EVERETT — Mukilteo School District leaders celebrated passage of a $240 million construction bond Thursday.
Oh, but was it close.
Thursday’s tally of ballots pushed support for the measure to 60.4%, a mere four-tenths above the state’s required minimum.
“We are so appreciative of our voters recognizing the need and supporting the capital bond,” said Diane Bradford, communications and public relations manager for the district.
It has been a nail-biter. On Tuesday, approval stood at 59.3%. It climbed to 59.6% on Wednesday.
Assuming the numbers continue to hover above 60%, Bradford said, “we will now roll up our sleeves and begin the work of establishing contracts to start the construction process.”
The bond will pay for additions to Challenger, Horizon and Discovery elementary schools and Mariner High School, as well as additions to and partial replacement of Mukilteo and Serene Lake elementaries and Explorer Middle School.
Mike Simmons, president of the district’s Board of Directors, said he views the result as an indicator of the community’s level of confidence in the district’s direction and leadership.
But with nearly 40% not supporting the bond, he said, “it shows we have to continue to nurture our partnerships in the community” and to “tell our story as projects are completed.”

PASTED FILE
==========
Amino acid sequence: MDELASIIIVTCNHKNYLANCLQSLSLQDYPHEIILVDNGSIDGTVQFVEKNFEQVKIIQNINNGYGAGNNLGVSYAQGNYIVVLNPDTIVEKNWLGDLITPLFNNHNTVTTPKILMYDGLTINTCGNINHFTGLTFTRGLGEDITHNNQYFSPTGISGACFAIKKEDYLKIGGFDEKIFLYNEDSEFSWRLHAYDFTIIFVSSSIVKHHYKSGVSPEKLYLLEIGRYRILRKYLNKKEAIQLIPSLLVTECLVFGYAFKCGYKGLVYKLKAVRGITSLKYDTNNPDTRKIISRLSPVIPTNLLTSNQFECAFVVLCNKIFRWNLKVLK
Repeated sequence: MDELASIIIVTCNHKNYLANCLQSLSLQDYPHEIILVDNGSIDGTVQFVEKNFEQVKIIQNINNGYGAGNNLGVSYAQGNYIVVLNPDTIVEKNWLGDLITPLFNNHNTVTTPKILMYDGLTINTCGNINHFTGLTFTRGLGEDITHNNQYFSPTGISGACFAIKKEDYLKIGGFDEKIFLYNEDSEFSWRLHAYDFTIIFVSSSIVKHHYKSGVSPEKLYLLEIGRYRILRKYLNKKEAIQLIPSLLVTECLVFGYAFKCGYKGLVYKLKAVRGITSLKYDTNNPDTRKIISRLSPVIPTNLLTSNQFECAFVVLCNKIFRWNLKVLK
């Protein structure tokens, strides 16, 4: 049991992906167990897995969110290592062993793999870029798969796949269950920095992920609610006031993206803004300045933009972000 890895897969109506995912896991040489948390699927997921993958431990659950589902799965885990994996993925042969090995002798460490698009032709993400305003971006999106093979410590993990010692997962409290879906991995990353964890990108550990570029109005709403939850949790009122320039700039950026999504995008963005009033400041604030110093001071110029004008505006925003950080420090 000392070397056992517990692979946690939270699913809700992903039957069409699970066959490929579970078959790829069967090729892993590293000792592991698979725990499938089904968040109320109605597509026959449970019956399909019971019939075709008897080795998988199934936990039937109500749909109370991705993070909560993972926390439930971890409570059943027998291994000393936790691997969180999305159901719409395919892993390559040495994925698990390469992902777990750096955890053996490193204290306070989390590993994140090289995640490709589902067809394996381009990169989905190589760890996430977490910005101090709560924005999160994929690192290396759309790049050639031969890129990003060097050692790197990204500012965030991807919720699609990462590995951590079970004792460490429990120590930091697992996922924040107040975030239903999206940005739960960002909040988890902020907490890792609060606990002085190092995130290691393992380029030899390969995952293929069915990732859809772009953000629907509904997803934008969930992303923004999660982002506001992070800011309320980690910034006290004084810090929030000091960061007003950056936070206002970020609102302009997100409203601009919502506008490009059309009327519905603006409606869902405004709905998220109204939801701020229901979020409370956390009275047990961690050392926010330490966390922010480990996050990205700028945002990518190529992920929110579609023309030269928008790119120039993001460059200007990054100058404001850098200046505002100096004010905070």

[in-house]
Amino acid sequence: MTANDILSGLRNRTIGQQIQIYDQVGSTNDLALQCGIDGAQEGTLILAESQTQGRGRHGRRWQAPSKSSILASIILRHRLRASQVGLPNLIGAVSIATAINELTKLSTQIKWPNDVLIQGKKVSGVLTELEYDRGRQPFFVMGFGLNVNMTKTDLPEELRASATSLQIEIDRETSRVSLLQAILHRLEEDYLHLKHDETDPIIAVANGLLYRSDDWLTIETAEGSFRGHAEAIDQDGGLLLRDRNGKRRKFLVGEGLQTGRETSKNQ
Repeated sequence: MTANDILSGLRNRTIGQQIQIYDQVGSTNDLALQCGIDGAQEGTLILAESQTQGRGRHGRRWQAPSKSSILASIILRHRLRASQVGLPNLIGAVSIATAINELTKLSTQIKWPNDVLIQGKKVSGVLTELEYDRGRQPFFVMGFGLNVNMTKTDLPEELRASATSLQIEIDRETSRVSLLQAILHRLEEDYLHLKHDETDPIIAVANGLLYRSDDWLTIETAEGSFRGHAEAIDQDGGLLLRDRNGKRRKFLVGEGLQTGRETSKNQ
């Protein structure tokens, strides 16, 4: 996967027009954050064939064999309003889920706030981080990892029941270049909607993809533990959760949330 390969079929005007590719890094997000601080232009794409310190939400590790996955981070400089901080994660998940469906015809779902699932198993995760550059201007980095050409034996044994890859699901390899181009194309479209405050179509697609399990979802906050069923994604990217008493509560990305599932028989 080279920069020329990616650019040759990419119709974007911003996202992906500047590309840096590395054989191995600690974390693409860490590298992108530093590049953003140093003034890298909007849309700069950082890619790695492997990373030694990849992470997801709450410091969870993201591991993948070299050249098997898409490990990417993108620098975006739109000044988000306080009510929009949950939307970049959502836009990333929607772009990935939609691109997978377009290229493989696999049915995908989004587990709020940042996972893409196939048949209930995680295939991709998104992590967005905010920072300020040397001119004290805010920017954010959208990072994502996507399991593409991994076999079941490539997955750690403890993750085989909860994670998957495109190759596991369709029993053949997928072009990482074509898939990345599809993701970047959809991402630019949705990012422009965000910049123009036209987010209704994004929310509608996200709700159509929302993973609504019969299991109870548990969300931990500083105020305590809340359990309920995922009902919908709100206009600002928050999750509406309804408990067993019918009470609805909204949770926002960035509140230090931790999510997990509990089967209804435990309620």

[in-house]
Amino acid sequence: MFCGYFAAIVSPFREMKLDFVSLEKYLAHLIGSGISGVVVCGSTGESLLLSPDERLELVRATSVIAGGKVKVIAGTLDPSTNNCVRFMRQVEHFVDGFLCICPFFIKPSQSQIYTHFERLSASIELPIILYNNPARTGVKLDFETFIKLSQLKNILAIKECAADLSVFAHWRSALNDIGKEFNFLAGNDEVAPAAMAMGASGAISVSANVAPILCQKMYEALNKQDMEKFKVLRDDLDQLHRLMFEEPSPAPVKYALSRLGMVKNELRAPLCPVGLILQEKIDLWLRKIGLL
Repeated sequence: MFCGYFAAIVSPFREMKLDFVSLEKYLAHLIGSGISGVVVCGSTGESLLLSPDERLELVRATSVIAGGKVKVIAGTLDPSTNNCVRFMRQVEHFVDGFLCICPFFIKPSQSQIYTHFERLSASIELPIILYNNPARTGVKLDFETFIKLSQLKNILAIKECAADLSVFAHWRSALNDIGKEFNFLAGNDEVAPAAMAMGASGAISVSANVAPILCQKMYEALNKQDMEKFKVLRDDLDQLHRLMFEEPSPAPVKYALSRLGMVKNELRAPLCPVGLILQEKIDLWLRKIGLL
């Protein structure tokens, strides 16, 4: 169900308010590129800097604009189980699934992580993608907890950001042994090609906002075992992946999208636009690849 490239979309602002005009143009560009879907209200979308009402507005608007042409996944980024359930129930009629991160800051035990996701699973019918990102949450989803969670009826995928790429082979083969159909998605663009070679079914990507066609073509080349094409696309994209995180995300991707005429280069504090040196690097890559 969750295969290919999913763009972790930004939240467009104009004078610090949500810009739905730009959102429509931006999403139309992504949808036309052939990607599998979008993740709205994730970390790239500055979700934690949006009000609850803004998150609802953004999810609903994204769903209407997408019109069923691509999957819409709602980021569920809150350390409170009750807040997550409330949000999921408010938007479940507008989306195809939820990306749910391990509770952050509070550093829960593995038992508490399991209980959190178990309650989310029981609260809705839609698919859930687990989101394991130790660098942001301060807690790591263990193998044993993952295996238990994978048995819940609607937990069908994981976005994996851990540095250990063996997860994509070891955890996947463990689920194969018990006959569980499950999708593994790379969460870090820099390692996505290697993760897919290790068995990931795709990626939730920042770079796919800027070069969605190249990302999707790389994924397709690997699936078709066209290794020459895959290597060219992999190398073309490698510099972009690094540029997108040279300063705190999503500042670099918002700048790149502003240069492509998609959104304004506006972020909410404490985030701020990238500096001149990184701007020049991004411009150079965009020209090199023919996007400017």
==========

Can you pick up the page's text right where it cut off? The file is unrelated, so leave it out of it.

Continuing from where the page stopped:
It won’t be too long before work gets underway.
Some schools may receive new door locks as early as this summer, Bradford said. One of the first larger undertakings could be building upgrades at Fairmount Elementary.
Three other bond proposals on Tuesday’s ballot did not pass.
The Edmonds School District proposed a $600 million bond to build a new middle school and elementary, replace three other schools and construct an alternative learning center. It had 56.3% support following Thursday’s tally.
In Arlington, support for a $71.5 million bond to pay for replacing Post Middle School was 52.6%, well below the threshold required for passage.
In the Snohomish School District, 53.3% of voters were rejecting a $470 million measure to replace and renovate elementary schools, upgrade security equipment on every campus, and minimize the use of portable classrooms.
Snohomish County Auditor Garth Fell said as of Thursday, there were about 150 ballots left to tally.